Earth Day Dinners, Powdered Alcohol and a Couple of Costly Tacos

by in News, April 22nd, 2014

Earth Day DinnersHappy Earth Day: Today, in case you were unaware, is Earth Day. And if you’re looking for a way to celebrate it, you might consider hosting an Earth Dinner. Plan a meal that focuses on local, seasonal and organic ingredients, then learn as much as you can about your food — where it comes from, who farmed it, the history of the ingredients and the dishes you’re making from those ingredients. Then try to engage your guests — or your family — in a conversation about food and sustainability. You can download a booklet containing great discussion questions — “What’s your earliest food memory?” or “Describe your spiciest food experience,” for instance — an “Earth Dinner Toolkit” and other information here. [EarthDinner.org via Living Green Magazine]

Hard Facts About Food Texture: Texture may play a bigger role in how we consume food — and mess up our diets — than many of us realize. The authors of a new study, published in the Journal of Consumer Research, examined “the link between how a food feels in your mouth and the amount we eat, the types of food we choose, and how many calories we think we are consuming.” Participants in five studies were given foods to taste that were hard, soft, rough or smooth. Then the participants were asked to estimate the calorie content. One study found that people who were not asked about calorie count who were given soft brownies ate more of them than those given hard brownies, but people who were asked about calorie content ate more hard brownies than soft ones. “Understanding how the texture of food can influence calorie perceptions, food choice, and consumption amount can help nudge consumers towards making healthier choices,” the authors conclude. [EurekAlert via Tech Times]

Powdered Alcohol, a New Way to Wet Your Whistle? Why drink alcohol when you can do whatever it is you do with powdered alcohol? The U.S. Department of Treasury’s Alcohol and Tobacco Tax and Trade Bureau has approved Palcohol, a powdered alcohol product its makers say is “liquor … just in powder form,” designed to be portable, as well as potable: Just add water. “We plan on releasing six versions sold in a pouch that is the equivalent to one shot of alcohol,” Lipsmark, the privately owned company that makes Palcohol explains. So far, the company has made two varieties, one from vodka and one from rum, according to its website. Gluten-free, Palcohol, which will be available at liquor stores and online, can be added to food, which should then not be fed to minors, the site cautions. But don’t snort it, Palcohol’s official website warns, as snorting is “not a responsible or smart way to use the product.” Got that? [Palcohol.com, Bevlog via Gawker]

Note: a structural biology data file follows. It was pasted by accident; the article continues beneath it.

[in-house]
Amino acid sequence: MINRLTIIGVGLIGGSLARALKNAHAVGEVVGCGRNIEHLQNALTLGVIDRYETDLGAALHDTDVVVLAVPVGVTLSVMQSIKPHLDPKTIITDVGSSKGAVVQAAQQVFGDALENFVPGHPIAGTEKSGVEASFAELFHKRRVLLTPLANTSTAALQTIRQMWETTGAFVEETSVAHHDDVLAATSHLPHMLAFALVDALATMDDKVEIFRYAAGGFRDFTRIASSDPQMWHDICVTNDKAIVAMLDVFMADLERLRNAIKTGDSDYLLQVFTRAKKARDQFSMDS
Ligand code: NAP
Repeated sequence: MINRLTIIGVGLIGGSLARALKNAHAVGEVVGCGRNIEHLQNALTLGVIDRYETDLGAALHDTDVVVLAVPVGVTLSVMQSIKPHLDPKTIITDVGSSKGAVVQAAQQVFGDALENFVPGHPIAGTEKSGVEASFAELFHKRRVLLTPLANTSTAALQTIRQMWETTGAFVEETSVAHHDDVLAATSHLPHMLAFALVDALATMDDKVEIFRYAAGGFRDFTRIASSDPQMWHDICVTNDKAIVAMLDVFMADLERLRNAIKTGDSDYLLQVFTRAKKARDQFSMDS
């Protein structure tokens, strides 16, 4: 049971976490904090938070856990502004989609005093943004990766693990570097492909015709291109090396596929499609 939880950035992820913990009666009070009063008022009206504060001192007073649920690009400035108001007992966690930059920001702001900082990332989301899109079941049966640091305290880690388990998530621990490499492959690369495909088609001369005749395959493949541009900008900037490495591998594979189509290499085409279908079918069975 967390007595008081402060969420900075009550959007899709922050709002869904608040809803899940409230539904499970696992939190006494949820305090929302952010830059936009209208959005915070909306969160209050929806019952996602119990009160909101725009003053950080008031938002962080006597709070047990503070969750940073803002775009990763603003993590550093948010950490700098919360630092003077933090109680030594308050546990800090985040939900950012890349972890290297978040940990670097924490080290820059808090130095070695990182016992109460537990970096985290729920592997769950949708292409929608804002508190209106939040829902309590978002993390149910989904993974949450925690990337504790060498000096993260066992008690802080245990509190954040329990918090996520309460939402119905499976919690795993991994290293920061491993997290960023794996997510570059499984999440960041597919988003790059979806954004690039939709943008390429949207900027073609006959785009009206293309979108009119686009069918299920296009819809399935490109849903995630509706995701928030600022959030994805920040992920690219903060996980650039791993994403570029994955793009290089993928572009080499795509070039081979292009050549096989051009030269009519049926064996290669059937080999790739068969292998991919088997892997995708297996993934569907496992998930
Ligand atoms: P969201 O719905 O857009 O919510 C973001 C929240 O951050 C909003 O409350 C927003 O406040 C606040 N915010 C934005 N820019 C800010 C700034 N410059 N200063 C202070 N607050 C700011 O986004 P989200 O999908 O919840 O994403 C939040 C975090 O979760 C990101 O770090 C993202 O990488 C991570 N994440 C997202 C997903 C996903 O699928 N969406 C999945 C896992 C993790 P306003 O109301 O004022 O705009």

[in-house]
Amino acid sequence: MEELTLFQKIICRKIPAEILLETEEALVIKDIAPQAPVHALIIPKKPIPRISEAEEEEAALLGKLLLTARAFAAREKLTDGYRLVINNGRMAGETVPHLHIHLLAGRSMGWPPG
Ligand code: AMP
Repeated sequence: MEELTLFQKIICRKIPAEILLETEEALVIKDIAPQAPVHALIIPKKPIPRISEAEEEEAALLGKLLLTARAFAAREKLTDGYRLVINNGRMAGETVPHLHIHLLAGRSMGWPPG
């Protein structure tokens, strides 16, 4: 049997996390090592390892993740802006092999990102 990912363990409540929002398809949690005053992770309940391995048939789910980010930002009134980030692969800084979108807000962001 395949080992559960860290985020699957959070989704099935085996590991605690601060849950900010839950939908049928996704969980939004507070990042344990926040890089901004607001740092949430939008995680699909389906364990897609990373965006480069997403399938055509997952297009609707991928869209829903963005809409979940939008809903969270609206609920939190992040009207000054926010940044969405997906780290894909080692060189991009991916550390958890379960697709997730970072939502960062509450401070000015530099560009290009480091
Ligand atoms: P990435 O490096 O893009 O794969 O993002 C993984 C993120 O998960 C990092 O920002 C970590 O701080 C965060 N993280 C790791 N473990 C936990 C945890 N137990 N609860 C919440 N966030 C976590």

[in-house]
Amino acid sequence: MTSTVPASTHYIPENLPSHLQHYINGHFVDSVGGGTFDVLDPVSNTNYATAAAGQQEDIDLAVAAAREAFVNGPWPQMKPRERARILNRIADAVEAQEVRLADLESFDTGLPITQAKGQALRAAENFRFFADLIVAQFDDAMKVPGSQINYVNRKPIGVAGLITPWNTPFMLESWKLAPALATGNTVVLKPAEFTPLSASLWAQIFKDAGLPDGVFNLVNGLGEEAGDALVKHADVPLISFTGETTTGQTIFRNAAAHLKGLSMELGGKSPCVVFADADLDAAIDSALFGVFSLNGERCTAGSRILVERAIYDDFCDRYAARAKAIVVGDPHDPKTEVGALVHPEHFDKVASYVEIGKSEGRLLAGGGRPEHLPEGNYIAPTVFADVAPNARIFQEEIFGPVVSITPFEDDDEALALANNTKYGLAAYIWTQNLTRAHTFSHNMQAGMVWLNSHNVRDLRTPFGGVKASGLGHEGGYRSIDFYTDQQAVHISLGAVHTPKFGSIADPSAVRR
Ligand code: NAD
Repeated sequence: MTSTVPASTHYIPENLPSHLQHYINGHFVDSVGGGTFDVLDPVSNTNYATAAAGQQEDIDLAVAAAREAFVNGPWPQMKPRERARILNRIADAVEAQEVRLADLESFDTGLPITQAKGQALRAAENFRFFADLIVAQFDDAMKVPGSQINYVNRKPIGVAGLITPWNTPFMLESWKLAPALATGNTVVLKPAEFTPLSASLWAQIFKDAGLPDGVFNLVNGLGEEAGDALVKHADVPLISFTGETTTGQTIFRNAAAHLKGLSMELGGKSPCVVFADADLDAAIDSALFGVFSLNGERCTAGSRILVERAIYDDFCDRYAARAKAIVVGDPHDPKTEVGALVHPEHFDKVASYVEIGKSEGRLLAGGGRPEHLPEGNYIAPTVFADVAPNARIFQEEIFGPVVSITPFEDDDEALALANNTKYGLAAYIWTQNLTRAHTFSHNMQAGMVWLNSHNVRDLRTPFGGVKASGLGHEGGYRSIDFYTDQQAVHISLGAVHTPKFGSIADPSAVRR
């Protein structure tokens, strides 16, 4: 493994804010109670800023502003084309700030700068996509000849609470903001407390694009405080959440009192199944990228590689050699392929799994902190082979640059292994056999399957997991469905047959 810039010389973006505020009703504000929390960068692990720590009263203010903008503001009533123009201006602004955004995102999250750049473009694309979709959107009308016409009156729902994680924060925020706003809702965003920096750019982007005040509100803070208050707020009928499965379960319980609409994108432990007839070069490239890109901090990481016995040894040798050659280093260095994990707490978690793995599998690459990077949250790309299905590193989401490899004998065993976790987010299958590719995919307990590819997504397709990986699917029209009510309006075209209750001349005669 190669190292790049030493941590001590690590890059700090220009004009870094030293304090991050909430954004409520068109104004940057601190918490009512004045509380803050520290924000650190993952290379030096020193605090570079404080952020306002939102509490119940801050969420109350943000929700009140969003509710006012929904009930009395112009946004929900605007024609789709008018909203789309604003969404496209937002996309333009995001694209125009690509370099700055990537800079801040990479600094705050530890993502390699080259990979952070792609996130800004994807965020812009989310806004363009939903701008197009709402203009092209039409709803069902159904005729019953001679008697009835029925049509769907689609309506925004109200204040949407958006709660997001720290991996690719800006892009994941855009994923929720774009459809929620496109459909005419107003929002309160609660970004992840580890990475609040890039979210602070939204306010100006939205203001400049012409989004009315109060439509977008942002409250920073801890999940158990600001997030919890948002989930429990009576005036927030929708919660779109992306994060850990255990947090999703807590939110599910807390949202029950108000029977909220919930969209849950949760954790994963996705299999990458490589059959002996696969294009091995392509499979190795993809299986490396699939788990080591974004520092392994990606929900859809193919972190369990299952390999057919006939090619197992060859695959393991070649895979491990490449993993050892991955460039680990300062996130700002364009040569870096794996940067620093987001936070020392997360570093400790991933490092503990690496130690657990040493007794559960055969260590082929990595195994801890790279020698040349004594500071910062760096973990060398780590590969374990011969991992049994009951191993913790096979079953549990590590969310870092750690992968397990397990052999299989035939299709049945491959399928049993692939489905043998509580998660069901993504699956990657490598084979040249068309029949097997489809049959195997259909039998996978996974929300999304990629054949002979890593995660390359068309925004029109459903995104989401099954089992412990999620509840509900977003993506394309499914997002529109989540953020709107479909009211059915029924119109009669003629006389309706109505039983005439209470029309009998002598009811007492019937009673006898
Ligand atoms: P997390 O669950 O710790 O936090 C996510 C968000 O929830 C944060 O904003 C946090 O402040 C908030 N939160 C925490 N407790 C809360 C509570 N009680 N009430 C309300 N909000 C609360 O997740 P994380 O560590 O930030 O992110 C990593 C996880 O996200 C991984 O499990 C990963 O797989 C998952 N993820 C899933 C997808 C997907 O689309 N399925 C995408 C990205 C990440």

In Other Food News: Kraft Foods is recalling about 96,000 pounds of Oscar Mayer Classic Wieners because the packages may contain Classic Cheese Dogs, which contain milk, to which some consumers may be allergic, instead of Classic Wieners. [USDA.gov] About 150 customers at a Del Taco fast food restaurant in Santa Paula, Calif. were erroneously charged thousands of dollars for items that should have cost only a few. One customer said he was charged $4,050 for one CrunchTada Pizza and two beef tacos — less than $5 worth of food. A company spokesperson blamed a computer glitch and said customers’ money would be refunded. [AP] Kickstarter has introduced new food subcategories, including Food Trucks, Vegan and Bacon; the latter is, like Pet Fashion and Robots, a subcategory that “no one was asking for but that we thought would be cool,” the crowd-funding site notes. [Kickstarter via Eater]

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Comments (4)

  1. palcohol sounds interesting. It could be useful, but it could also be abused.

    • chris says:

      before you know it…go to their website and read up on it. all the abuse issues are answered there. FYI….anything CAN be abused.

  2. A surprising, little known health benefit about these fermented foods was then discovered. It seems that the same fermentation process that both preserves and gives Polish Food Online these foods their distinctive sour-tangy taste are also higher in vitamins and actually help your digestion, remove excess saturated fats and cholesterol, and keep your digestive tract healthy and happy.

  3. A surprising, little known health benefit about these fermented foods was then discovered. It seems that the same fermentation process that both preserves and gives Polish Food Online these foods their distinctive sour-tangy taste are also higher in vitamins and actually help your digestion, remove excess saturated fats and cholesterol, and keep your digestive tract healthy and happy.

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